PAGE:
When Beyoncé’s “Lemonade” film premiered this past April on HBO, many critics were quick to cite numerous influences on the stylized work. One of the most cited influences was Julie Dash’s 1991 seminal film “Daughters of the Dust,” about the lives of a family on a small island near South Carolina at the turn of the century, which was the first American feature directed by an African American woman ever to receive a theatrical release. Now, the film has received a 25th anniversary 2K restoration that will open theatrically this November. Watch a trailer for the film and check out the new poster below.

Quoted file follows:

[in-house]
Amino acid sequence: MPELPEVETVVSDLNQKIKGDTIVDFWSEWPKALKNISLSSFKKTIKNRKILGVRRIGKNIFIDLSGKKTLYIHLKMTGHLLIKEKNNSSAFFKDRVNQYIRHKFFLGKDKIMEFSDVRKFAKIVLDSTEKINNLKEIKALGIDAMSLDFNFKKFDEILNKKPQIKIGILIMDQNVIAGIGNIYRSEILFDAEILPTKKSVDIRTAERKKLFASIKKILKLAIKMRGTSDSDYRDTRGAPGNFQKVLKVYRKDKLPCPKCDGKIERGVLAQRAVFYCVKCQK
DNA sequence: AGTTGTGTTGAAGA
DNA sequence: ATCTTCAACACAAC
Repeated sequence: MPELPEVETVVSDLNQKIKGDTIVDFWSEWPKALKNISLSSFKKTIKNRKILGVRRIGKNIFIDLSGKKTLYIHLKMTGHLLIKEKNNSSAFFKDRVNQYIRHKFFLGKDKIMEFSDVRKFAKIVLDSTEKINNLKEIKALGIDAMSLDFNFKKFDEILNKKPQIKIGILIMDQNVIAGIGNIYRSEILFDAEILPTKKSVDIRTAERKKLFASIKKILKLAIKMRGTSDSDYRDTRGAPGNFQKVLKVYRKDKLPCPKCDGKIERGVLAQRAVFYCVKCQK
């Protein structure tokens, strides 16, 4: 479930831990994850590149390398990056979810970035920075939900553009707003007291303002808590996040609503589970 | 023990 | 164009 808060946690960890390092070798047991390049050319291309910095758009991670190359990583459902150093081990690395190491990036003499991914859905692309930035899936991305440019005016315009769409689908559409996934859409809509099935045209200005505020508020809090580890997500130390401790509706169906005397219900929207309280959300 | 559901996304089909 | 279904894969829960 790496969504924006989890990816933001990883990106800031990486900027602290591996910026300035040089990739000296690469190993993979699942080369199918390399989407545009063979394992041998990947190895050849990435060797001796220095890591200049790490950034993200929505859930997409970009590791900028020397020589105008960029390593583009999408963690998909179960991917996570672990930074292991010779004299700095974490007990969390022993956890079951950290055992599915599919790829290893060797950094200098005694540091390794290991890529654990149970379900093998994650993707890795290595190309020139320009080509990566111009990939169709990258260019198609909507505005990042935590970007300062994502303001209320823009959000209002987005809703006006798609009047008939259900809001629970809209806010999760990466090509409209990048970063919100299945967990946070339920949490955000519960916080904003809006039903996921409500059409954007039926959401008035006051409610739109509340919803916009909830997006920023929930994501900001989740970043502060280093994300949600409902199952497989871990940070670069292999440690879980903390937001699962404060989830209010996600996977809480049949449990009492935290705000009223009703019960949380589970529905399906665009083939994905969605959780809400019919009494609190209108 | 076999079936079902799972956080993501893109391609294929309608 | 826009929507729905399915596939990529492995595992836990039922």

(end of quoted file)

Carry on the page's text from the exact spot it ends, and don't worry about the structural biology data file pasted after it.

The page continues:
“Daughters of the Dust” follows the women in Peazant family, who belong to the creole Gullah culture – former slaves living in the coastal Carolinas who have been able to preserve much of their African cultural heritage. As they prepare to migrate, leaving their land and legacy for the promise of the North, conflict and struggles rise to the surface. Unfolding over the course of the family’s final picnic in their current home, Dash saturates the audience with impressionistic colors, African symbolism, Geechee-Gullah rituals, the sound of field cries, and more, all of which express the complex resonances of the Lowcountry lifestyle. “Daughters of the Dust” is a post-slavery narrative about cultural memory, notions of home and belonging, and conflicts of Black female identity. The film won the Best Cinematography award at the 1991 Sundance Film Festival and was selected for preservation by the National Film Registry in 2004.
“Daughters of the Dust” will open theatrically on November 18th at the Film Forum in New York, where it first screened theatrically 25 years prior.